Evernote embodies an “exemplar” product business model: its core offering is a suite of software and services that enable users to find, capture, store, organize, and access information across multiple platforms and devices. The customer can use a basic version of the software product for free, but has to pay for additional premium features.

Evernote is an independent, privately held company headquartered in Redwood City, California. The company was founded in 2007 by Stepan Pachikov and has collected $205M in 10 funding rounds from 14 investors. Evernote is currently headed by CEO Chris O’Neill with more than 200 million users worldwide and nearly 400 employees.

The typical customers of Evernote range from the average consumer who owns a few devices such as a phone, desktop and laptop, to businesses with hundreds of computers. All consumers use the software to organize all kinds of data (notes, pictures, videos) across multiple platforms like mobile phones, tablets and PCs. Evernote does not allow the display of advertisements, nor does it enable the sales of data to other companies.

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A dyadic transactional relationship where your good or service can be designed and delivered without prior interactions with the customer.

Engagement  — Value Creation Proposition

Evernote is a cloud-based note-taking system that is designed to keep the user organized and save time. It is often described by its users as being their “external brain,” whereby the user can add text, images, audio, scanned documents and files all the while automatically synchronizing the databank across all registered devices. Evernote analyzes new data inputs –i.e., pictures – with a range of algorithms to enable an efficient tagging system, in turn facilitating users’ data search via specific context-based keywords.

Evernote offers a flexible range of organization tools to adapt to any of the users’ preferred working methods. Insofar as the user can remember a few words of the document – whatever the format – it can be swiftly and precisely pinpointed by the Evernote search bar. Additionally, users can easily share the various notes collected with other users – either publicly or with other specific users – and the system records a complete history of all changes made to files. Another distinctive feature of the Evernote software is the Web Clipper, which enables the users to clip any part of a webpage and save it in a particular folder for future use.

Furthermore, users can also reap the benefits of additional Evernote applications, including Skitch – which allows users to annotate, draw shapes and sketch on pictures – Scannable – which digitizes sheets of paper into high-quality scans – or Penultimate, an iPad application designed to mimic the natural calligraphic experience.

Delivery — Value Chain
Users must first download the Evernote software on their device, and create an account from a range of options depending on the amount of monthly data they wish to upload. Customers can then access Evernote via a mobile application or direct web access. In terms of customer acquisition, Evernote traditionally relied on partnerships, such as pre-installation agreements on Samsung and Lenovo mobile phones and notebooks.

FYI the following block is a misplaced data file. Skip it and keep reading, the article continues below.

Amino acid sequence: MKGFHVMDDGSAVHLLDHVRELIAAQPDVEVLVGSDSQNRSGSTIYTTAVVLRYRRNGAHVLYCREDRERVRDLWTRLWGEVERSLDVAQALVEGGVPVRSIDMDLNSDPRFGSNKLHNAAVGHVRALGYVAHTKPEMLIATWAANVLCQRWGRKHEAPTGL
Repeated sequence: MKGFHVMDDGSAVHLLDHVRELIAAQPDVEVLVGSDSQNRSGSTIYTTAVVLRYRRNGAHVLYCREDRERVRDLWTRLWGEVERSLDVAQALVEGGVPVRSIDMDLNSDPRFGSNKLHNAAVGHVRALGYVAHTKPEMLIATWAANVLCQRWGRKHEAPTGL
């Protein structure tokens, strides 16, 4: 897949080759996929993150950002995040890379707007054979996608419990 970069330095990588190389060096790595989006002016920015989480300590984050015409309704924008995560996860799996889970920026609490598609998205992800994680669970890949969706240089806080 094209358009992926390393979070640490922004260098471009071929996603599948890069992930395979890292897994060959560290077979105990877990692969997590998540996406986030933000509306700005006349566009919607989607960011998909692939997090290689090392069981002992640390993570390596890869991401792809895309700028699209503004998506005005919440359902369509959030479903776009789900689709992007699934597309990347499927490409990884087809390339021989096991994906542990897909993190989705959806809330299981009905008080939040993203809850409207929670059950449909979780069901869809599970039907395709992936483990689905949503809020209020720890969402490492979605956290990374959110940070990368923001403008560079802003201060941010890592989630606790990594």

Monetisation — Value Capture

Evernote offers four subscription options to its users: “Basic,” “Plus,” “Premium” and “Evernote Business,” depending on the required amount of uploaded data. This ranges from 60MB for the Basic option, to 10GB + 2GB for the “Evernote Business” package.

All Evernote subscriptions encompass the following features: notebook sharing, text search in images, industry-standard security, text encryption and image annotation. “Plus” accounts, costing £29.99 a year, allow for emails to be saved into Evernote, syncing across all devices (basic accounts only allows for 2 devices), offline access to notebooks, and customer support via email. “Premium” accounts, costing £44.99 a year, offer the added features of PDF searching, office documents and attachments, digitalizing business cards, viewing previous versions of notes and switching between multiple accounts. “Evernote Business” includes all the aforementioned features, as well as a team knowledge and content hub, and other IT tools enabling a centralized account administration and user management.

Evernote has been quite consistent in converting free users the longer they use the free product. While only 0.5% of first-time users jump straight to the premium product, this conversion rate increases to 7% after one year, and to 11% after two years. For those using the software for four or five years, a full 25% is likely to become paying users 1. Recent reductions to the number of syncable devices to only two for the free service are expected to increase the number of paid subscriptions.




Disclaimer — Written by Felix Hieronymus and edited by Danielle Reza under the direction of Prof Charles Baden-Fuller, Cass Business School, in September 2016. This case is designed to illustrate a business model category. It leverages public sources and is written to further management understanding, and it is not meant to suggest individuals made either correct or incorrect decisions. © 2016